Pulitzer Prize–winning historian Barbara W. Tuchman, author of the World War I masterpiece The Guns of August, grapples with her boldest subject. Current U.S. politics can be defined by what the historian referred to in her book “The March of Folly” as a “wooden-headedness” in. IN her latest book, Barbara W. Tuchman – the author of such . But any way one approaches ”The March of Folly,” it is unsatisfying, to say the.
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A fascinating attempt by Tuchman to explain or at least illustrate why governments choose the wrong oof even when they know it’s the wrong path. This is important because all policy is determined by the mores of its age The appearance is inescapable that she has plumbed her cited sources not for their evocation of the mentality of an age but for some good quotes that support the contention of available alternatives.
And who pays the ultimate price of that folly?
The March of Folly – Wikipedia
Also by Barbara W. It is also not a very long book so you can easily read it in a week. I would call this a must for history fans or fans of military history. Some of this text is laborious and redundant; it’s most surprising.
This sort of decision making is in fact bbarbara common – leaders always follow the popular ‘wisdom’ and usually it turns out to be right. Second, the account of the involvements of France and the United States in VietNam is of a journalistic quality not in keeping with the rest of the book, though it may well have been her motive for writing it.
I found this to be the most interesting section as time and time again the politicians chose to ignore the facts and opinions of many to pursue an un-winnable conflict.
The reign of the Renaissance Popes and how their excesses, and their failure to recognize the growing discontent among the Church members, led directly to the Protestant Reformation. She remembers the first rule of history: She managed to keep me engaged with her stylish delivery, but I think this segment was likely included in order to have the book span a larger swatch of world history.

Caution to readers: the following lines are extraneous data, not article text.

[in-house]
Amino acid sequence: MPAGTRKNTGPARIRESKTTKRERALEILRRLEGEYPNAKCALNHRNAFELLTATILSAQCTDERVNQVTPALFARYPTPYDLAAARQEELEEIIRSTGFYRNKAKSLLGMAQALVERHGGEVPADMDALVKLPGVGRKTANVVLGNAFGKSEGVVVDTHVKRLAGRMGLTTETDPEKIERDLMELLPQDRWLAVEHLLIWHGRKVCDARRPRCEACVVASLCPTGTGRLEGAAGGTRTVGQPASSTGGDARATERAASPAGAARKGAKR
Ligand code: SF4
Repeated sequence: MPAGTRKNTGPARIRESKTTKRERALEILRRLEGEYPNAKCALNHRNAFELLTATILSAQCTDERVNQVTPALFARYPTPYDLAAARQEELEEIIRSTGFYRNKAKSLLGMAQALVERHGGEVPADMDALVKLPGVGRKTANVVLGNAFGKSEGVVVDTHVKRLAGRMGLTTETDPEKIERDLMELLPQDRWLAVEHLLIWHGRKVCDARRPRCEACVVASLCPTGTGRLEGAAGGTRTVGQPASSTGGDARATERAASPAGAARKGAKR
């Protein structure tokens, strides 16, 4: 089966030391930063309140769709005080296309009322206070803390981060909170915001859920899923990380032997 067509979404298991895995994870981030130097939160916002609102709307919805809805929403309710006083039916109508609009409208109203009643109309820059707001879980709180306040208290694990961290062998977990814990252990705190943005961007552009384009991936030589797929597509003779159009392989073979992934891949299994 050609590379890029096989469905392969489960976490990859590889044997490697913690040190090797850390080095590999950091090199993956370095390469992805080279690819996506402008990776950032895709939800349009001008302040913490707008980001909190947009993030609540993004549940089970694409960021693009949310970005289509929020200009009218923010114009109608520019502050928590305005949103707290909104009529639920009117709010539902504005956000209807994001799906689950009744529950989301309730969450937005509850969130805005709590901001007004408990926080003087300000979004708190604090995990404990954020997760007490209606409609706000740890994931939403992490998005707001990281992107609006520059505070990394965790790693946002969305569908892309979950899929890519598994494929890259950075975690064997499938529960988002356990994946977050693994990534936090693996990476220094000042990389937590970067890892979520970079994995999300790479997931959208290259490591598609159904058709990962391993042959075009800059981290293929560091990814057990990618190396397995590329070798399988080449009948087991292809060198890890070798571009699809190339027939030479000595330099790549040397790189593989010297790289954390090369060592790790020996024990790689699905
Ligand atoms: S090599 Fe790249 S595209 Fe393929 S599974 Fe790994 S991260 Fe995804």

Perhaps it’s due to the fact that this history is not examined extensively in current day curricula like the American Revolution and Vietnam, but I think this section was tedious and repetitive.
Sep 10, Chris Jaffe rated it did not like it Shelves: She traces the history of this conflict all the way back to the Truman administration. Tuchman takes up a panoramic view of human history and exposes these decisions, and wonders with us I thought ‘The March of Folly’ would be a good read to balance out the optimism of The Wisdom of Crowds. For example, she exempts solitary autocratic rulers from folly because she wants the tuch,an to mainly apply to systemic problems of rulership.
Jul 09, Shima rated it it was amazing. On the Papal actions in the lead up to the reformation was it really the individual actions of some degenerates who headed up a corrupt system or was it the emergence of nationalism in Europe? Her three major examples are the aggressive actions of the Renaissance popes that resulted in the Reformation, Britain’s loss of the American colonies, and the American debacle marcy Vietnam.
It is hard to really draw lessons from the trojan horse as I would have thought it is rather likely that the whole thing is a myth written by the victors. As Tuchman proceeds through the case studies, the arguments regarding the nature of the folly and its consequences become more nuanced and complicated which leads me to conclude that, similar to how The Guns of Tuchmann was an excuse to write the story of the Goeben, the Vietnam case study is the real purpose of the book.
Tuchman’s “A Distant Mirror”, and I do believe that is what led me to all the other history books I’ve enjoyed in the years since. But my impression from the book is one of inevitability or is it fate?
She would have been wise to shave at least from that section and tighten it up a bit, although I attribute the boredom more to the tedious reality of the argument repeated similar debates in Parliament than her skill as a writer. As an author, Tuchman focused on producing popular history.
Some may read these excerpts and label them as “liberal” but they are ignorant of history. He achieved important results in og these endeavors, which being visible, have received ample notice as the visibles of history usually do.
Apr 02, Stephen rated it it was amazing Shelves: An exercise in historical interpretation such as this, tracing a single idea through a set of examples, is structured toward her weaknesses; and they are only too apparent. First of all, too much attention is paid to Troy, about which nothing is known, historically speaking.
Tuchmanâs folly | The New Criterion
The March of Folly
LitFlash The eBooks you want at the lowest prices. See 1 question about The March of Folly…. In the end a fairly depressing book which acknowledges the failures of societies to govern themselves well.
While this is not the most gripping of Tuchman’s writings, it is a very readable exploration of the blindness of those who often lead nations into conflicts they cannot win. It is wholly inadequate to the government of any other. Tuchmanan American historian and author.